There are things that you don't really need, but they make everyday life much more comfortable: For our focus on "It sparked" we try out the best gadgets and apps for a more relaxed life - from nerds for normal people. For this article, our author went out with five bluetooth speakers.
There are things that you don't really need, but they make everyday life much more comfortable: For our focus on "It sparked" we try out the best gadgets and apps for a more relaxed life - from nerds for normal people.
For this article, our author went out with five bluetooth speakers.
Private music in public space has had an astonishing march through institutions.
What was still reserved for punkers and breakdancers with their ghetto blazers (this name alone!) In the 1980s and was then mainly practiced for a short time by very cool pubescent people on the back rows of buses, has for some years now been considered good form even for the most well-adjusted business administration students: Portable speakers are always with you, whether in the park, on the beach or in the swimming pool.
This has mainly to do with the fact that instead of bulky cassette recorders, there are now slim Bluetooth boxes that fit in every backpack and whose battery lasts for many hours.
In addition, the world's music is immediately available via smartphone and streaming service.
But which Bluetooth box is the right one for a trip outside?
And are there any major differences between the manufacturers?
To answer that, I tested five models between 120 and 150 euros, i.e. in the middle price range.
All of the above (and other) manufacturers offer cheaper models, and of course there are also some really expensive devices.
I have chosen these five boxes:
JBL Charge 4 (current retail price around 120 euros)
Bose Soundlink Revolve (150 euros)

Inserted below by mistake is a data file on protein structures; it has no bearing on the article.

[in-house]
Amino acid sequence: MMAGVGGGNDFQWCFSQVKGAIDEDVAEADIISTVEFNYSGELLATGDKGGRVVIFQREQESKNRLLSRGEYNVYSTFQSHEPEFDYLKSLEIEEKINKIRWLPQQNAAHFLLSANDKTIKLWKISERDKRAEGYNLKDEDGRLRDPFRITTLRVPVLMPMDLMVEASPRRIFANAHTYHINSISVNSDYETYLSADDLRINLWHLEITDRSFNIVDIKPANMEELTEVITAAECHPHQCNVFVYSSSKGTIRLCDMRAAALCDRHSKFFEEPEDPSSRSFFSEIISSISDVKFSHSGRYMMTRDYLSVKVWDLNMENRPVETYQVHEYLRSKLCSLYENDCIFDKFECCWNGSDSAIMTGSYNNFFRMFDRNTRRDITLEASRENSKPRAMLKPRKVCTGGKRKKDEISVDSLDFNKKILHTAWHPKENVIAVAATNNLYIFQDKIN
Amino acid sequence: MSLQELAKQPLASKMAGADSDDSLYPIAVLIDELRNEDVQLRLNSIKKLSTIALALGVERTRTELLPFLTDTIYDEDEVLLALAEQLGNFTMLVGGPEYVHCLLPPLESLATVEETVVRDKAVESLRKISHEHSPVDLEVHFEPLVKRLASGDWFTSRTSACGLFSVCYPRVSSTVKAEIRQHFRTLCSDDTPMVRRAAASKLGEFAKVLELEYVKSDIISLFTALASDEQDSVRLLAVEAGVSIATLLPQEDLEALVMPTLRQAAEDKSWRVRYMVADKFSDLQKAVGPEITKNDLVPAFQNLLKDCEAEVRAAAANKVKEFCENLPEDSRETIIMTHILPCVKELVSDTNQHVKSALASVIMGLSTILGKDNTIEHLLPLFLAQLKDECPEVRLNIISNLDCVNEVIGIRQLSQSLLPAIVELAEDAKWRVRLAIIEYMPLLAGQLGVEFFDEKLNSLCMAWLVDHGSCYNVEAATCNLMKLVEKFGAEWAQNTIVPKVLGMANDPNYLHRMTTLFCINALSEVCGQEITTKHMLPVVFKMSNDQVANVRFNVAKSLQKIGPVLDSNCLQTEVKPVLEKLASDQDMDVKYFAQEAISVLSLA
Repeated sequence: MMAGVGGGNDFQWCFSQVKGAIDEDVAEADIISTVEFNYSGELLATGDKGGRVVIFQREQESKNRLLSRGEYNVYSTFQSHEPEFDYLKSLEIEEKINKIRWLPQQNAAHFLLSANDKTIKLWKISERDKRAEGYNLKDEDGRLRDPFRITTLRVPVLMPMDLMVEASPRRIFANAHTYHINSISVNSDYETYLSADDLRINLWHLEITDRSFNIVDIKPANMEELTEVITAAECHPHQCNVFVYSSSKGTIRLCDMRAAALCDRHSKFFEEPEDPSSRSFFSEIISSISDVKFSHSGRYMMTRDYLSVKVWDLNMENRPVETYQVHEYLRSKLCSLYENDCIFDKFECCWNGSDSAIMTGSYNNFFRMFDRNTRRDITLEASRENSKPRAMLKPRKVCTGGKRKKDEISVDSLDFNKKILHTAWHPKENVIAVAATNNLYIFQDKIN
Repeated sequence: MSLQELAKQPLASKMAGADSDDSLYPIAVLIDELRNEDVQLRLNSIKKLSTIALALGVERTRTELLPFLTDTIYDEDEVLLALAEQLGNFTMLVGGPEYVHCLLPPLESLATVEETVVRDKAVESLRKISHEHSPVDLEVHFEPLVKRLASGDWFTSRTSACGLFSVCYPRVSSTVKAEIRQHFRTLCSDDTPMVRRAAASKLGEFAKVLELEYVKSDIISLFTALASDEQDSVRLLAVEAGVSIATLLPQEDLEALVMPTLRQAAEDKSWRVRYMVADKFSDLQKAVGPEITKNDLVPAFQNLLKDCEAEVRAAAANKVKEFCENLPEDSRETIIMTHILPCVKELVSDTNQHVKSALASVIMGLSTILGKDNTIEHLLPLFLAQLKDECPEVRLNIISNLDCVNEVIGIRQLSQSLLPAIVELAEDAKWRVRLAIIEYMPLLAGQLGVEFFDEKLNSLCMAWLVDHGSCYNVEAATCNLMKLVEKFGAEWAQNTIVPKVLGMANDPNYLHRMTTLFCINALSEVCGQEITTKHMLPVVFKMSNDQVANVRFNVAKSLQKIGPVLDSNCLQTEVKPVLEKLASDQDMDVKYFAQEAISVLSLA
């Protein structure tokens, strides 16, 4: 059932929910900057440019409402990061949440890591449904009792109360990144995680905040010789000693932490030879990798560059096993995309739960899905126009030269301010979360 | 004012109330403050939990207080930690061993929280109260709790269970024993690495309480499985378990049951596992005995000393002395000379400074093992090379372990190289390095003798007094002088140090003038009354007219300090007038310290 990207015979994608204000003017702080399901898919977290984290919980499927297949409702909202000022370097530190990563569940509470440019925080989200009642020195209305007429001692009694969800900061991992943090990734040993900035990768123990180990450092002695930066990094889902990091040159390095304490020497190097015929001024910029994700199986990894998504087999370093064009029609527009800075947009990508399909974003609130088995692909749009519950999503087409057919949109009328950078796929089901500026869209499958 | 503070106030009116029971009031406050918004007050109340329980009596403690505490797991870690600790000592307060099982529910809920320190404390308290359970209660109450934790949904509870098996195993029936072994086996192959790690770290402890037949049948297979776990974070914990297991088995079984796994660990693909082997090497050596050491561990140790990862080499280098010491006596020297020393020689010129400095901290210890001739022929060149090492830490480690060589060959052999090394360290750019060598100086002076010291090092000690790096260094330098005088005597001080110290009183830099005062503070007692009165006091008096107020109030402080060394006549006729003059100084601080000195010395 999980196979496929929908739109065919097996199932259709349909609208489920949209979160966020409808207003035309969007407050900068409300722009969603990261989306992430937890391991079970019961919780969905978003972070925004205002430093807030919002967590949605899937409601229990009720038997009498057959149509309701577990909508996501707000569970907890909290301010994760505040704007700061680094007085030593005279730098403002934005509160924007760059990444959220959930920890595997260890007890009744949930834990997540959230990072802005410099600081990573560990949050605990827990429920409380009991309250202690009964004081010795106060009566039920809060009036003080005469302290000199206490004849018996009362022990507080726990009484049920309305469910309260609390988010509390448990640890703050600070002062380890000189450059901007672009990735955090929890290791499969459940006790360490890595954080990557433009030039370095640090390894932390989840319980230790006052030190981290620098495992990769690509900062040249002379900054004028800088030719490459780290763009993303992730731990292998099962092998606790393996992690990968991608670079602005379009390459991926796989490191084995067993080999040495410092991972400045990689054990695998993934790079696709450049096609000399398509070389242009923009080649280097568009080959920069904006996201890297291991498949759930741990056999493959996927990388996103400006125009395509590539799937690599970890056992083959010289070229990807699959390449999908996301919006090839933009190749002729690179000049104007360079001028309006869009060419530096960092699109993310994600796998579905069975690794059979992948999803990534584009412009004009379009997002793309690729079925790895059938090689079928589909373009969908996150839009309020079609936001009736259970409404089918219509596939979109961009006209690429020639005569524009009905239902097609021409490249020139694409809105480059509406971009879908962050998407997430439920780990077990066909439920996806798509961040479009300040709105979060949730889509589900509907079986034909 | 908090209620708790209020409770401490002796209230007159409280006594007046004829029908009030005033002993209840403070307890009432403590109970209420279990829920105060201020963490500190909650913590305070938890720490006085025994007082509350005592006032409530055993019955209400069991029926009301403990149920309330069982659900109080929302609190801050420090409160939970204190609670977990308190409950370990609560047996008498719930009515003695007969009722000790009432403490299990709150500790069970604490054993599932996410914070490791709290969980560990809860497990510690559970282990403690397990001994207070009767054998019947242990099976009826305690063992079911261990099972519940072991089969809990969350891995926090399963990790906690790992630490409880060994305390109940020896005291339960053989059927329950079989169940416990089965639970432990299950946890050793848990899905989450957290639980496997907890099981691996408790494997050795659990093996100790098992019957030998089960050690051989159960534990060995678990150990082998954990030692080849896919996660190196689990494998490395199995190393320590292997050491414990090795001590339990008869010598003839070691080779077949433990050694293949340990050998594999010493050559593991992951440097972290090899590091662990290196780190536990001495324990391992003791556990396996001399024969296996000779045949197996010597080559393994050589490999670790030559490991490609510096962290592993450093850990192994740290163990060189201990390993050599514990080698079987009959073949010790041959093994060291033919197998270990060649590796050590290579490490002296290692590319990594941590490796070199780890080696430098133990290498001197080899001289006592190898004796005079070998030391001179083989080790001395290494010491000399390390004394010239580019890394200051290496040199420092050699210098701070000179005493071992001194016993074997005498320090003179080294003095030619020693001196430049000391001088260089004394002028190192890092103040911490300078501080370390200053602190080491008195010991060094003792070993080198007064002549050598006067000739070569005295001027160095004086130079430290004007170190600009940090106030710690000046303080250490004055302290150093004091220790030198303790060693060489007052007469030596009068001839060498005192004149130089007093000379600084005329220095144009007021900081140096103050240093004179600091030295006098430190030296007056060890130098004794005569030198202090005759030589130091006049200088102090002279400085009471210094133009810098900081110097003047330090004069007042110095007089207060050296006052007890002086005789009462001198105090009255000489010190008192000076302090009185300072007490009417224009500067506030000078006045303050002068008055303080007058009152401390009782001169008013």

Ultimate Ears Megaboom 3 (125 euros)
Teufel Rockster Go (145 euros)
Sony SRS-XB33 (130 euros)
First of all: In my test, I am more concerned with the overall package than with the tonal subtleties.
I like to listen to music a lot, but I'm neither a musician nor a speaker expert.
Since all tested boxes advertise more or less clearly that they are suitable for a day outdoors, I play through exactly such a day.
Here we go.
First impression and setup
Before I can cycle into the park, of course, I have to unpack and set up the boxes.
Switching on and connecting to my smartphone works smoothly and very similarly for all boxes.
Either they are in pairing mode immediately after switching on or I still have to press a button.
At least anyone who knows the Bluetooth logo will find it immediately.
Only with the Ultimate Ears do I first press the wrong button because they are not labeled.
The whole thing is accompanied by beeps or, in the case of Bose and Sony, by a voice that informs me that the devices are now connected.
A first test - yes, they all play music.
Bose Soundlink Revolve © Bose
A loudspeaker for outside must be transportable.
In my case in a backpack, weight is less of a game-changing factor than size.
The Sony SRS XB33 loudspeaker is comparatively heavy at 1,100 grams.
The Bose box, on the other hand, is the smallest (15 cm high) and lightest (660 grams) and, with its almost cylindrical shape, fits well in my pocket.
The Teufel device is hardly bigger and heavier, rather rectangular, which also fits well.
However, I have the feeling that I have to be more careful because a loudspeaker membrane is exposed.
This also applies to the boxes from Sony and JBL, on the sides of which membranes are visible.
I feel safer with the Megaboom 3 from Ultimate Ears: It is completely closed, nothing protrudes, and because it is exactly cylindrical, it fits well in my backpack next to my other stuff.